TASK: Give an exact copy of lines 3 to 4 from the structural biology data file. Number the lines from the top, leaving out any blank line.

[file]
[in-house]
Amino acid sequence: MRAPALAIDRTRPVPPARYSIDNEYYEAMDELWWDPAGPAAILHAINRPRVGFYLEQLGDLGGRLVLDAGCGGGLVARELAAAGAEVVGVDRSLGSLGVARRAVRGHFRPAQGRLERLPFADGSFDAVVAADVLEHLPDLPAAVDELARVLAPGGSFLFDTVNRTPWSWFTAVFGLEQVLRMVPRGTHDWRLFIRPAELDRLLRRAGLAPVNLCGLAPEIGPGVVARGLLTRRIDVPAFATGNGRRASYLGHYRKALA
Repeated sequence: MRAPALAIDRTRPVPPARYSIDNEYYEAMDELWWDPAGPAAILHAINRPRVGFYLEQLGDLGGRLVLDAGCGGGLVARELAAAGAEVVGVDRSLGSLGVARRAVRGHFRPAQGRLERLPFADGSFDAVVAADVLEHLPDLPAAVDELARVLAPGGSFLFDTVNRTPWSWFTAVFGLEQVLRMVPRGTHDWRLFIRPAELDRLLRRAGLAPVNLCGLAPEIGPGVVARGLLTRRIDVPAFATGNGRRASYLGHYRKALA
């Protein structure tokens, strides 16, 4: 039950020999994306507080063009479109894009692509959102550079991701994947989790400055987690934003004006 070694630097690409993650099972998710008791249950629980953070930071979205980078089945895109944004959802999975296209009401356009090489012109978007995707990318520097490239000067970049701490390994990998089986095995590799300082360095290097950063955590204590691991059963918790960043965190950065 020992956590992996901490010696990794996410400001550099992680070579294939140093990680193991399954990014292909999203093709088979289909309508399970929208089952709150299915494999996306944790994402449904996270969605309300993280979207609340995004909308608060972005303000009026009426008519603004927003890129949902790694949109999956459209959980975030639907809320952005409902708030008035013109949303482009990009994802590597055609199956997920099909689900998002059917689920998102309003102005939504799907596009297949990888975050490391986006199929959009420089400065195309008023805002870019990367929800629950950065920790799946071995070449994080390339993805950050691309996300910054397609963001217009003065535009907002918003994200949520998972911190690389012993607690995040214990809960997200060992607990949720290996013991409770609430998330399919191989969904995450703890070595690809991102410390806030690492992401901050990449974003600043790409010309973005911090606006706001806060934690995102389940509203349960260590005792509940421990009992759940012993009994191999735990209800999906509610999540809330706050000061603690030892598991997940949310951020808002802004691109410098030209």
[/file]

Repeated sequence: MRAPALAIDRTRPVPPARYSIDNEYYEAMDELWWDPAGPAAILHAINRPRVGFYLEQLGDLGGRLVLDAGCGGGLVARELAAAGAEVVGVDRSLGSLGVARRAVRGHFRPAQGRLERLPFADGSFDAVVAADVLEHLPDLPAAVDELARVLAPGGSFLFDTVNRTPWSWFTAVFGLEQVLRMVPRGTHDWRLFIRPAELDRLLRRAGLAPVNLCGLAPEIGPGVVARGLLTRRIDVPAFATGNGRRASYLGHYRKALA
């Protein structure tokens, strides 16, 4: 039950020999994306507080063009479109894009692509959102550079991701994947989790400055987690934003004006 070694630097690409993650099972998710008791249950629980953070930071979205980078089945895109944004959802999975296209009401356009090489012109978007995707990318520097490239000067970049701490390994990998089986095995590799300082360095290097950063955590204590691991059963918790960043965190950065 020992956590992996901490010696990794996410400001550099992680070579294939140093990680193991399954990014292909999203093709088979289909309508399970929208089952709150299915494999996306944790994402449904996270969605309300993280979207609340995004909308608060972005303000009026009426008519603004927003890129949902790694949109999956459209959980975030639907809320952005409902708030008035013109949303482009990009994802590597055609199956997920099909689900998002059917689920998102309003102005939504799907596009297949990888975050490391986006199929959009420089400065195309008023805002870019990367929800629950950065920790799946071995070449994080390339993805950050691309996300910054397609963001217009003065535009907002918003994200949520998972911190690389012993607690995040214990809960997200060992607990949720290996013991409770609430998330399919191989969904995450703890070595690809991102410390806030690492992401901050990449974003600043790409010309973005911090606006706001806060934690995102389940509203349960260590005792509940421990009992759940012993009994191999735990209800999906509610999540809330706050000061603690030892598991997940949310951020808002802004691109410098030209």